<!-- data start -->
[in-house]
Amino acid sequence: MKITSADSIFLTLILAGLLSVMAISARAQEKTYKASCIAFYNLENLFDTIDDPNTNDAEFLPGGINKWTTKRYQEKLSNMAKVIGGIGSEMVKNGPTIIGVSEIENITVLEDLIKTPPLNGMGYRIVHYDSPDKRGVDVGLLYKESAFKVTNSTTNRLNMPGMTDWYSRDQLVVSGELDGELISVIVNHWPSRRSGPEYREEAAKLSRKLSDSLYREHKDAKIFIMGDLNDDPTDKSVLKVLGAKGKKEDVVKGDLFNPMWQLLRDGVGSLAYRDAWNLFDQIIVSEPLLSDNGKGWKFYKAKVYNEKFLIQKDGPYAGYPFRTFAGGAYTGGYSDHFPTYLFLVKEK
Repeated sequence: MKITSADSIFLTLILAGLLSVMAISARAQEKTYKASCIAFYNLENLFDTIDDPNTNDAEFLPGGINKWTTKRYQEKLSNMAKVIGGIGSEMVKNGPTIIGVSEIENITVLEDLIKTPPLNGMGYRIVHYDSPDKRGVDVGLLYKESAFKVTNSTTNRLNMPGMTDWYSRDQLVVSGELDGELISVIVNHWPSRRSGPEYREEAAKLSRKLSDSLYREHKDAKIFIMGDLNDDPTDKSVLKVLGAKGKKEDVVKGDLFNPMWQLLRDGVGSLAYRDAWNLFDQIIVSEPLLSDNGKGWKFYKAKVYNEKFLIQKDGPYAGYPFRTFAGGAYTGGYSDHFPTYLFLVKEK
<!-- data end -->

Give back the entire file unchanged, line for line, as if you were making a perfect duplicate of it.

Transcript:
[in-house]
Amino acid sequence: MKITSADSIFLTLILAGLLSVMAISARAQEKTYKASCIAFYNLENLFDTIDDPNTNDAEFLPGGINKWTTKRYQEKLSNMAKVIGGIGSEMVKNGPTIIGVSEIENITVLEDLIKTPPLNGMGYRIVHYDSPDKRGVDVGLLYKESAFKVTNSTTNRLNMPGMTDWYSRDQLVVSGELDGELISVIVNHWPSRRSGPEYREEAAKLSRKLSDSLYREHKDAKIFIMGDLNDDPTDKSVLKVLGAKGKKEDVVKGDLFNPMWQLLRDGVGSLAYRDAWNLFDQIIVSEPLLSDNGKGWKFYKAKVYNEKFLIQKDGPYAGYPFRTFAGGAYTGGYSDHFPTYLFLVKEK
Repeated sequence: MKITSADSIFLTLILAGLLSVMAISARAQEKTYKASCIAFYNLENLFDTIDDPNTNDAEFLPGGINKWTTKRYQEKLSNMAKVIGGIGSEMVKNGPTIIGVSEIENITVLEDLIKTPPLNGMGYRIVHYDSPDKRGVDVGLLYKESAFKVTNSTTNRLNMPGMTDWYSRDQLVVSGELDGELISVIVNHWPSRRSGPEYREEAAKLSRKLSDSLYREHKDAKIFIMGDLNDDPTDKSVLKVLGAKGKKEDVVKGDLFNPMWQLLRDGVGSLAYRDAWNLFDQIIVSEPLLSDNGKGWKFYKAKVYNEKFLIQKDGPYAGYPFRTFAGGAYTGGYSDHFPTYLFLVKEK